In June 2021, Google updated its ranking criteria for web pages with the introduction of Core Web Vitals – one of the biggest changes we’ve seen to their search engine functionality in years.
It should go without saying that the updates will affect how your web page ranks in Google search results. Meaning that the changes will have a direct impact on your customer acquisition and retention – so there’s a good chance you can’t afford to stay idle.
Previously, Google ranked web pages based on the highest quality content that matches with the user’s search intent – this meant that ranking predominantly depended on relevant and valuable content. With Core Web Vitals, user experience (UX) will become important as well.
So, what are Core Web Vitals? Put simply, they’re a set of three standardized metrics that help developers understand how visitors experience a web page:
- Largest Contentful Paint (LCP)
- First Input Delay (FID)
- Cumulative Layout Shift (CLS)
Largest Contentful Paint
What it measures: Page loading performance
In order to create an enjoyable user experience, site owners need pages on their site to load fast – pretty logical, right? Plus, a page that loads quickly will likely see higher engagement.
Google will use LCP to determine how fast the largest content element loads. This can vary depending on your web page – sometimes it’s an image and in other instances it might be a text section. This metric only considers the content above the page’s fold, meaning everything that appears without scrolling.
To meet Google’s UX standards, Largest Contentful Paint must not exceed 2.5 seconds. Load times longer than this will receive a poor LCP score and your page could be pushed down in Google’s rankings.
First Input Delay
What it measures: Page responsiveness
Online consumers want pages that are quick and simple to engage with. First Input Delay measures the time from when a user calls for a page, or inputs an action or command and the page executes it. First inputs can include clicking buttons, links, or using the keyboard.
To improve engagement and usability, you must reduce the time your site visitors spend waiting for the browser to respond to their input. Google considers a FID score of under 100 milliseconds to be ideal.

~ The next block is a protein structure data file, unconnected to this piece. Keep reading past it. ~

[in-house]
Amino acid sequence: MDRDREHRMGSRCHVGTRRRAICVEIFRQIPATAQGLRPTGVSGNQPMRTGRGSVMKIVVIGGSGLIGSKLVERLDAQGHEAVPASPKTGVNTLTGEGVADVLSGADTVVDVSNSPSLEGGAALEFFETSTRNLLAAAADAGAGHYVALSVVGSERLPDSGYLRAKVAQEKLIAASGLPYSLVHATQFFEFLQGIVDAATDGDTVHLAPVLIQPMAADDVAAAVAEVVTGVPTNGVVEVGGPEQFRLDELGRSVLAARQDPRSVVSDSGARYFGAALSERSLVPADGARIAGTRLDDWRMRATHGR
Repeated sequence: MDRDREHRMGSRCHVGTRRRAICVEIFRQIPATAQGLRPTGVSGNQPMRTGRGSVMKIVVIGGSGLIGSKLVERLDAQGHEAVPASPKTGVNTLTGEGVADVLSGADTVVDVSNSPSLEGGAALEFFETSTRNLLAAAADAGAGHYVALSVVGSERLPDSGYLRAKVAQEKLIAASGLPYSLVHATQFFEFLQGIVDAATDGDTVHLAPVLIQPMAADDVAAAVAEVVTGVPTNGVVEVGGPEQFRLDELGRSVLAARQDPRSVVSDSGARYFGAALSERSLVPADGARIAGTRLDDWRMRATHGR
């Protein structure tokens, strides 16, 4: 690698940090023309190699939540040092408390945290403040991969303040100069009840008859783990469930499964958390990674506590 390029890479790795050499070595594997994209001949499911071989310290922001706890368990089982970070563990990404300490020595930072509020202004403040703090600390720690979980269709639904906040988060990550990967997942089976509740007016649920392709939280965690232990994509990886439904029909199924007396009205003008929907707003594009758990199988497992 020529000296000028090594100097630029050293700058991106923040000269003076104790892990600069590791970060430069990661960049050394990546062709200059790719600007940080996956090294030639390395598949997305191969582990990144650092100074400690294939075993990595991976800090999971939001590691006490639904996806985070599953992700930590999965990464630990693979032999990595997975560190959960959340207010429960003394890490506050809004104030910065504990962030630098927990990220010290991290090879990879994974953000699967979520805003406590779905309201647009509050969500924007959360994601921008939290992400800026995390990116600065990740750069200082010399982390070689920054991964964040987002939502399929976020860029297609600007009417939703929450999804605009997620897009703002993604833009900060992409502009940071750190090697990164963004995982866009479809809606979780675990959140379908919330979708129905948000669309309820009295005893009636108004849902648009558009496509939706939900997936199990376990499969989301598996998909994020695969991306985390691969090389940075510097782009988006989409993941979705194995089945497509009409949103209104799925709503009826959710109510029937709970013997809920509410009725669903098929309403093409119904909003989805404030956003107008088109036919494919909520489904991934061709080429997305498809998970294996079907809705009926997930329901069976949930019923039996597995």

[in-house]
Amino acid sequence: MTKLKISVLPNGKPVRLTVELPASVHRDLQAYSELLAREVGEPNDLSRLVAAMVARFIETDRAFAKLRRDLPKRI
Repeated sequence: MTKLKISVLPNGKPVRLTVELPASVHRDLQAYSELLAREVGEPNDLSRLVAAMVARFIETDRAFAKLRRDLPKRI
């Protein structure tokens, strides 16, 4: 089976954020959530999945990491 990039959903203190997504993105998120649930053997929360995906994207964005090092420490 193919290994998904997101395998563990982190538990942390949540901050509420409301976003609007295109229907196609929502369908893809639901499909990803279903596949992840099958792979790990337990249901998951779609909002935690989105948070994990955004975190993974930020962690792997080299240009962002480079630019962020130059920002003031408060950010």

Cumulative Layout Shift
What it measures: Visual stability
The easier you make it for customers to interact with your links and CTAs, the better your engagement and conversion. CLS measures your web page stability while it loads and identifies links or buttons that shift after it has loaded.
Basically, it determines the level of difficulty users experience when trying to engage with the elements on your web page.
If you’ve ever clicked on a button and then instantly the page shifted, making you accidentally click on something else, you’ve experienced a page with high CLS (and the frustration that comes with landing on a page you didn’t want to).
CLS is quantified as an aggregate score of all the individual layout shifts on your page. You should aim for a measurement of 0.1 or less if you don’t want your Google ranking negatively affected.
Now that you know what’s being measured and how, let’s talk about the implications of your scores.
Core Web Vitals will reflect directly on your brand visibility and organic customer acquisition. And remember, over half of all web traffic comes from organic search. The impact can also extend to retention as customers and prospects get directed to competitor websites.
Understanding how your customers engage with your website and how to continuously improve it is critical to staying relevant. So learn from your data and let advanced analytics play a leading role.
The time to act is now. Assess your current score using WebPageTest, or Lighthouse in Chrome DevTools (built into the Chrome browser) and start to bridge the gap.
Need some guidance? Appnovation can assist you with the Core Web Vitals update and help improve your scores. Get in touch with one of our experts today.